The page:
Registration for the event is required, as we have limited spaces at the venue. Registration costs are students & graduate students 20 CHF, postdocs & group leaders: 40 CHF, industry 80 CHF. Book now

Venue

Hotel Bildungszentrum 21, Missionsstr. 21, CH – 4055 Basel, Switzerland

Contact Information

Dr Sam Keltie

Executive Editor, Lab on a Chip

Royal Society of Chemistry

loc-rsc@rsc.org

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Manabu Tokeshi – Our new Associate Editor

We are delighted to announce our new Associate Editor – Manabu Tokeshi!

“I am excited to join the editorial team of Lab on a Chip, my favorite Journal ever since its inception.  I am looking forward to seeing your excellent research in this Journal.”

Manabu Tokeshi is a Professor at the Division of Applied Chemistry at Hokkaido University, Japan and a visiting Professor at the ImPACT Research Center for Advanced Nanobiodevice, Innovative Research Center for Preventive Medical Engineering, and Institute of Innovation for Future Society at Nagoya University.

He received his PhD degree from Kyushu University, Japan. After a research fellowship of the Japan Society of Promotion of Science at The University of Tokyo, he worked at Kanagawa Academy of Science and Technology as a researcher, group subleader and group leader. Before joining Hokkaido University as Professor in 2011, Manabu worked at the Institute of Microchemistry Technology Co. Ltd. as President and at Nagoya University as an Associate Professor.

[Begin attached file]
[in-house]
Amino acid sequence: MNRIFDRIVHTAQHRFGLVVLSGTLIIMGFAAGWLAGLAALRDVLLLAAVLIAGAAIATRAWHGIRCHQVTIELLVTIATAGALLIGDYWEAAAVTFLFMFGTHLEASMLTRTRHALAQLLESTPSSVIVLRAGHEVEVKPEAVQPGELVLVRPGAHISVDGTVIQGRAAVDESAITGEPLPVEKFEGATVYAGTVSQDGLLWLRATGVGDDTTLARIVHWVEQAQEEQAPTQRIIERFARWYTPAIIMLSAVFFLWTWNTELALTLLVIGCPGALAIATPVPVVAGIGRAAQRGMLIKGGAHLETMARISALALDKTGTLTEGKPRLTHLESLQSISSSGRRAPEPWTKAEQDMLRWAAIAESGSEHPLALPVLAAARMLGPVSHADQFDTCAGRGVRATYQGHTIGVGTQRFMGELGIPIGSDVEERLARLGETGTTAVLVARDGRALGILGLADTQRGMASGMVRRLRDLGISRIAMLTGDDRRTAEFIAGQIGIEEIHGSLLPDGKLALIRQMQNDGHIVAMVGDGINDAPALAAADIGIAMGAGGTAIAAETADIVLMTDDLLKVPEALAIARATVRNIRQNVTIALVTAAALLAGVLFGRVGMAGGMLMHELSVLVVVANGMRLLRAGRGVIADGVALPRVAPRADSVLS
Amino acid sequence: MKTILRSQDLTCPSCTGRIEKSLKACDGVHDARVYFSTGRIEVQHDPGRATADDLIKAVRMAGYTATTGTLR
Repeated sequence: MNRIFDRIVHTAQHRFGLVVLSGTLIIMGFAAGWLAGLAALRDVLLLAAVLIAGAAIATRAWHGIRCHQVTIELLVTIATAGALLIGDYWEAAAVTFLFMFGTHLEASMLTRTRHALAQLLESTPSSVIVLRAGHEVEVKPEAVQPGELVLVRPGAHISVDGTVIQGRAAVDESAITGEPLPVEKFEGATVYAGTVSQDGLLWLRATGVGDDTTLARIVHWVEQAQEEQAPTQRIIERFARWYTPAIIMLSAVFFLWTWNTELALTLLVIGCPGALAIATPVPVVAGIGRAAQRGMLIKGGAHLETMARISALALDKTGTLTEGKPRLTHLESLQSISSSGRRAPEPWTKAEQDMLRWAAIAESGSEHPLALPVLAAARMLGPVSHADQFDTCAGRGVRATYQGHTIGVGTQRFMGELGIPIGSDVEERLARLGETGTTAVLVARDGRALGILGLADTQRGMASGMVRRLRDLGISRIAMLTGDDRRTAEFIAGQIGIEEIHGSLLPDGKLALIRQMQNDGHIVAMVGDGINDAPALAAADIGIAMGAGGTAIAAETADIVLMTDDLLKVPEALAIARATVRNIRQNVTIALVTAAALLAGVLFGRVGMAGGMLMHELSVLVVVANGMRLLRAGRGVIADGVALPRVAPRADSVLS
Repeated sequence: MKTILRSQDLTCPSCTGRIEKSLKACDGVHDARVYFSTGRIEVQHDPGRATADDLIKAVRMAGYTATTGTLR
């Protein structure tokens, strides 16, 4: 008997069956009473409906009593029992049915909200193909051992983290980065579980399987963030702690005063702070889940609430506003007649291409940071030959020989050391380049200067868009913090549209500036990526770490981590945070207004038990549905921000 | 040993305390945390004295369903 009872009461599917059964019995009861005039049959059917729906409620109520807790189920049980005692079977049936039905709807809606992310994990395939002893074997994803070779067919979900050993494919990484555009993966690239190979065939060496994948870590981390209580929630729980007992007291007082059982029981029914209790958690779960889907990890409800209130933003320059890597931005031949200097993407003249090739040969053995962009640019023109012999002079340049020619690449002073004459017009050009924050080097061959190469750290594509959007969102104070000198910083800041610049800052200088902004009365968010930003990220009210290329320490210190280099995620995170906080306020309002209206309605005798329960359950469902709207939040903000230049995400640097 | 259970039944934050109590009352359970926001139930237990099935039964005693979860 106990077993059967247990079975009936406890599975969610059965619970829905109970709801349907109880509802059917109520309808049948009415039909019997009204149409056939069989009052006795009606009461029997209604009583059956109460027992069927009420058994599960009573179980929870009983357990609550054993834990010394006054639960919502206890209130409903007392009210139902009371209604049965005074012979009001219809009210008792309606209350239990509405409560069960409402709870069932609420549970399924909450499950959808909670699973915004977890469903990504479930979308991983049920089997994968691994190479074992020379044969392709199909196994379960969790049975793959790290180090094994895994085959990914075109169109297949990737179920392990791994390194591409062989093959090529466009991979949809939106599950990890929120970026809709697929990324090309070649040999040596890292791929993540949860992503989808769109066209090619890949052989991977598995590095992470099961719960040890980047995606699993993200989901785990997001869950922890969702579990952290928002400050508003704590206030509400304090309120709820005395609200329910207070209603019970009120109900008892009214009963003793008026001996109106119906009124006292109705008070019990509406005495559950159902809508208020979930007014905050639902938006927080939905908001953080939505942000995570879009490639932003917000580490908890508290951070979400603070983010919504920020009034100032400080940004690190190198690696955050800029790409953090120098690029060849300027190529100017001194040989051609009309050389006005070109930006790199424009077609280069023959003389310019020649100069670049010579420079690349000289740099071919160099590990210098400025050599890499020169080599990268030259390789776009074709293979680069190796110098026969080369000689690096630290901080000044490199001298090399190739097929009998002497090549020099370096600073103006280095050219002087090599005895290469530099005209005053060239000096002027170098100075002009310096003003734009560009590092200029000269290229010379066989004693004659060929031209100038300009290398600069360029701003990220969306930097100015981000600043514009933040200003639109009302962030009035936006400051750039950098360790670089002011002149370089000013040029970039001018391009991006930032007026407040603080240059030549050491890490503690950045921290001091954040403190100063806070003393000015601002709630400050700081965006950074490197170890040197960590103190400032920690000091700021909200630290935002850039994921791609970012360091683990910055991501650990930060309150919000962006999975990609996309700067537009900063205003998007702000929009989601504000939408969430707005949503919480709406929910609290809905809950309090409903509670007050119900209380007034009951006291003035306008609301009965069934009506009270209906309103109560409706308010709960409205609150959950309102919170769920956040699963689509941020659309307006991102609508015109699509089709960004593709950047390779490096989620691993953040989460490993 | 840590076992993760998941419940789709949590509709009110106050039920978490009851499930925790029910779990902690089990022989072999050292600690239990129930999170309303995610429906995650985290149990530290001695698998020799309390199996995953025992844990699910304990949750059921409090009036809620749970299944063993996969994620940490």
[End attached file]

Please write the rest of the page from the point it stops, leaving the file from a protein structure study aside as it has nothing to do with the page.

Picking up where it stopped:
Professor Tokeshi is a board member of the Chemical & Biological Microsystem Society (CBMS) which oversees the International Conference on Miniaturized Systems for Chemical and Life Sciences (mTAS). He has received various awards for his work, including the Outstanding Researcher Award on Chemistry and Micro-Nano Systems from the Society for Chemistry and Micro-Nano Systems (2007), the Lab on a Chip/Corning Inc Pioneers in Miniaturization Lectureship (2007) and the Masao Horiba Award from HORIBA, Ltd. (2011).

His research interests are in the development of micro- and nano-systems for chemical, biochemical, and clinical applications. You can find out more about Manabu’s research on his homepage.

Manabu will be handling papers from 1st January 2017, so submit your best work to him!